Couples with risk of inheritable diseases and those applying for assisted reproduction techniques (ART) may benefit from new diagnostic methodologies like preimplantation diagnosis (PID) or gamete analysis.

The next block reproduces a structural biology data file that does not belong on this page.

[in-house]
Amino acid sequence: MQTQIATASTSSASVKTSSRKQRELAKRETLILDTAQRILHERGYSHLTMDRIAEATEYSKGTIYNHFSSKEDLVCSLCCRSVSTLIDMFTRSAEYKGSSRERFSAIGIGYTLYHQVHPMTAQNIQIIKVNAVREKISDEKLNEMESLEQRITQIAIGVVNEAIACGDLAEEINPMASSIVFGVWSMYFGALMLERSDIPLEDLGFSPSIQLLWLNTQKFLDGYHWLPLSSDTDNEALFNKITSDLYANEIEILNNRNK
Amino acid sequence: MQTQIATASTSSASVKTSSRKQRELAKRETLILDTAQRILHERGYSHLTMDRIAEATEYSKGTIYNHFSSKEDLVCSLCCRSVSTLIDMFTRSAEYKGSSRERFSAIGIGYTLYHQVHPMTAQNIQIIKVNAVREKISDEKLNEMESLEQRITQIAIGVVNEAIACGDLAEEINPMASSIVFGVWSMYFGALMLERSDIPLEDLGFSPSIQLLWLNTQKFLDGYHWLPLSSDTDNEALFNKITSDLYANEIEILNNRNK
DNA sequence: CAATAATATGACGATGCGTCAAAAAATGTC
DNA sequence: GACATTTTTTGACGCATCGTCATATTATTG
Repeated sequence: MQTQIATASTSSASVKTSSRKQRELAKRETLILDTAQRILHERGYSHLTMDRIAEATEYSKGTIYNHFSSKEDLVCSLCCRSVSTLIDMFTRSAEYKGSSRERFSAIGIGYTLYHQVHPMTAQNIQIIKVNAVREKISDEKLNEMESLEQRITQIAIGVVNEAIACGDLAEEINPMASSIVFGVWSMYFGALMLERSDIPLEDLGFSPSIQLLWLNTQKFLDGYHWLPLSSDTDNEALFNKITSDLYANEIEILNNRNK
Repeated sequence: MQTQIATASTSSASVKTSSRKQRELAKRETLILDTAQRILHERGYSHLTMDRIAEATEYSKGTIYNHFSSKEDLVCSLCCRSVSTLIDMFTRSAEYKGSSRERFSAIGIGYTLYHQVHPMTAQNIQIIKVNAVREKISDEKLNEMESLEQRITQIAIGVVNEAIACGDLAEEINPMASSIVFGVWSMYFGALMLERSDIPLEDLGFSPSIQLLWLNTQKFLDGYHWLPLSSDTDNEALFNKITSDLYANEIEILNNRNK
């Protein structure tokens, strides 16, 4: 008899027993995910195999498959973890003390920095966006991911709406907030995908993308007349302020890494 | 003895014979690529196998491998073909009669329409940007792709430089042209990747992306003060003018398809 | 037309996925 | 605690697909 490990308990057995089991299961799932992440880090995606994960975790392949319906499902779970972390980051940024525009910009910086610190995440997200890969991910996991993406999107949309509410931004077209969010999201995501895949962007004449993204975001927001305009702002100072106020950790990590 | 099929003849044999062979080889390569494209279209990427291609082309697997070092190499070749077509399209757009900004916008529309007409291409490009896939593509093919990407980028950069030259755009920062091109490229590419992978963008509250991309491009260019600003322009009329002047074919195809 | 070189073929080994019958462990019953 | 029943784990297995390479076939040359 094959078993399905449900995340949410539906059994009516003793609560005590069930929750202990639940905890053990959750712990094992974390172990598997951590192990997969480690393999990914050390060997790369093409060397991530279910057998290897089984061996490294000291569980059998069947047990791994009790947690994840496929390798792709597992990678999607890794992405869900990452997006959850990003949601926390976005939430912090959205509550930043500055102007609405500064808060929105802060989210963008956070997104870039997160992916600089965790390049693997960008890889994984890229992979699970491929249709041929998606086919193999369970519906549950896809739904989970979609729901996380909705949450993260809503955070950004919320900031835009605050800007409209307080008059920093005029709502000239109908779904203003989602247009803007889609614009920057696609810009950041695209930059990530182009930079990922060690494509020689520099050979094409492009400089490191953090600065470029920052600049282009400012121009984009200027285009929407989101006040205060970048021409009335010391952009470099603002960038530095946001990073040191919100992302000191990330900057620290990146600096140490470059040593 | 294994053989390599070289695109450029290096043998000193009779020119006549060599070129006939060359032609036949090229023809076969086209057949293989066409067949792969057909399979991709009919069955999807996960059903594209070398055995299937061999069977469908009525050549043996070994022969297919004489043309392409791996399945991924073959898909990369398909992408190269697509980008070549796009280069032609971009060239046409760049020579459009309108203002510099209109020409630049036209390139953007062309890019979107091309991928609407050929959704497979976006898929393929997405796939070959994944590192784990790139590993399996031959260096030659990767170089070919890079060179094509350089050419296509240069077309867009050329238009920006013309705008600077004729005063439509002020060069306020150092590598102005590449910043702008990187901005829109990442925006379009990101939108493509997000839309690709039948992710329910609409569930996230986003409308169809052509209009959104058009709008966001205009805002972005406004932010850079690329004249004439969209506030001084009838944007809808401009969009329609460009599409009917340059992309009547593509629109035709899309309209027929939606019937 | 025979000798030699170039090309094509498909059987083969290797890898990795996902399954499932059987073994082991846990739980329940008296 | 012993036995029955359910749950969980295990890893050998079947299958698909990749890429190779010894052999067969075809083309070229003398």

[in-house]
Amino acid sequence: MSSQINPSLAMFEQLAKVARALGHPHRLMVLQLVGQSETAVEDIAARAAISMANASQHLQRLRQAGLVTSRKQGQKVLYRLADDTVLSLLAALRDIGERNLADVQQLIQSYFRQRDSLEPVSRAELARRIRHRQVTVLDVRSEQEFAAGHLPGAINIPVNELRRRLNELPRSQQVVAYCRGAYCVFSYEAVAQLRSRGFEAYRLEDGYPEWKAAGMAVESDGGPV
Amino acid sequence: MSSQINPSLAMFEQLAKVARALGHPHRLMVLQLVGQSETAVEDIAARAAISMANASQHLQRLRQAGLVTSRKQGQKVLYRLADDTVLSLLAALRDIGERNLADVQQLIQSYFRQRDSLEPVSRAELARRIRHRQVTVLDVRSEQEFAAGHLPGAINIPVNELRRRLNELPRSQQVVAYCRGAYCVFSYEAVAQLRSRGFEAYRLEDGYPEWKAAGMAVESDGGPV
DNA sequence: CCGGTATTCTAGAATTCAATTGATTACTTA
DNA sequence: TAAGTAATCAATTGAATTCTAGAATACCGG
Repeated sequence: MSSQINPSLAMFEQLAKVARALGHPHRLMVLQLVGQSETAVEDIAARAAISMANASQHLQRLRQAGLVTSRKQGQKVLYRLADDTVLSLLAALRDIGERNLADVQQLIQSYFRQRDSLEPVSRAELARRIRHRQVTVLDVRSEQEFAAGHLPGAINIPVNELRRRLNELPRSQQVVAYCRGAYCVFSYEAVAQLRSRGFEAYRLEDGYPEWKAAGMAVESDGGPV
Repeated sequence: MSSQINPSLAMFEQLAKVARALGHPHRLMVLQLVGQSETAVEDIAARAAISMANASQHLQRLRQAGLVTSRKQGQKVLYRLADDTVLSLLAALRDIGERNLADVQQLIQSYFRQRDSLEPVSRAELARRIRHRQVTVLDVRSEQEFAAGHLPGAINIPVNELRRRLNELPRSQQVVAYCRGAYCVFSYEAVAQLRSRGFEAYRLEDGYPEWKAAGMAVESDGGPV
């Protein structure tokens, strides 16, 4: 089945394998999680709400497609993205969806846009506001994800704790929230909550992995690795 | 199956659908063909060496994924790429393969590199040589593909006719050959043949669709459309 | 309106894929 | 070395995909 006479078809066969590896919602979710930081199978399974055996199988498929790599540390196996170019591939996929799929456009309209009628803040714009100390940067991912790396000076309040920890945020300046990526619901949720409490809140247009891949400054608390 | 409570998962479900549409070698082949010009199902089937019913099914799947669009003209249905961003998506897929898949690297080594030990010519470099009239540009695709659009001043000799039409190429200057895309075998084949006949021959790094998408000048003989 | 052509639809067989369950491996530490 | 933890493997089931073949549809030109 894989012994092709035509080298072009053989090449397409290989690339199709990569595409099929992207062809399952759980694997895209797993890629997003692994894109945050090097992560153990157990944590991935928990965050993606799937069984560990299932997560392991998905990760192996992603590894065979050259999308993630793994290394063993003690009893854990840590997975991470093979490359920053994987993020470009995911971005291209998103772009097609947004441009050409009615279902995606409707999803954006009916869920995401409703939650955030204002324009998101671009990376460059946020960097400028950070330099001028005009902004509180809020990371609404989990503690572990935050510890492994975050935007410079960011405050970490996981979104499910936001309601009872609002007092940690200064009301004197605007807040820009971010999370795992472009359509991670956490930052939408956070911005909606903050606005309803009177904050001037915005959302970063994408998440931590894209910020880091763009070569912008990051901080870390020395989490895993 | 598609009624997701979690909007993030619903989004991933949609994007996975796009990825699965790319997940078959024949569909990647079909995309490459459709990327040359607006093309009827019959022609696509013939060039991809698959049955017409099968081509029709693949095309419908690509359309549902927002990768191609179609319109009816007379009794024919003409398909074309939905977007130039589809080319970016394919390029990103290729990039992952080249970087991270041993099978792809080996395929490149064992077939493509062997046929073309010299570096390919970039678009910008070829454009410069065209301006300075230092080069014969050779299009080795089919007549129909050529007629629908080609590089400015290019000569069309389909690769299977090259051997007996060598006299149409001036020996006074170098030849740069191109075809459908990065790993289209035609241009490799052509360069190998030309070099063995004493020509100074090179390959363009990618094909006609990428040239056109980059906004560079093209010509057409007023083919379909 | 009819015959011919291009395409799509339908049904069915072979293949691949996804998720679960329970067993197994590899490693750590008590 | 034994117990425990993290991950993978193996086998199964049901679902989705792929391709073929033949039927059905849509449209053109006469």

In these situations a study of the genetic content of the single gamete can provide valuable diagnostic information and contribute to our scientific knowledge in the field of reproductive biology. In our project we study chromosome abnormalities in spermatozoa. It may be obvious that a proper selection of healthy sperm cells (for example in case of X-linked diseases) prior to fertilization opens a way to the most early and ethically acceptable way of preventing genetic diseases. Also the validity of existing sperm pre-selection techniques will be monitored by examination of the sperm genome. Through gamete selection it will be possible to avoid the burden of prenatal diagnosis with the subsequent psychological and physiological problems for couples at risk. For this purpose a techinque was developed to screen the genomic content of a relatively large number of sperm cells without labour intensive and time consuming pretreatment steps. The non-radioactive in situ hybridisation (ISH) technique, combined with labeled DNA probes for individual chromosome or genes, allows the detection of genetic abnormalities in human interphase nuclei, and can thus be used for sexing, detection of genetic abnormalities like trisomies, aneuploidies and translocations in spermatozoa. A new and highly sensitive amplification method will be applied for the detection of locus specific DNA probes, disclosing a new dimension of sensitivity in these procedures.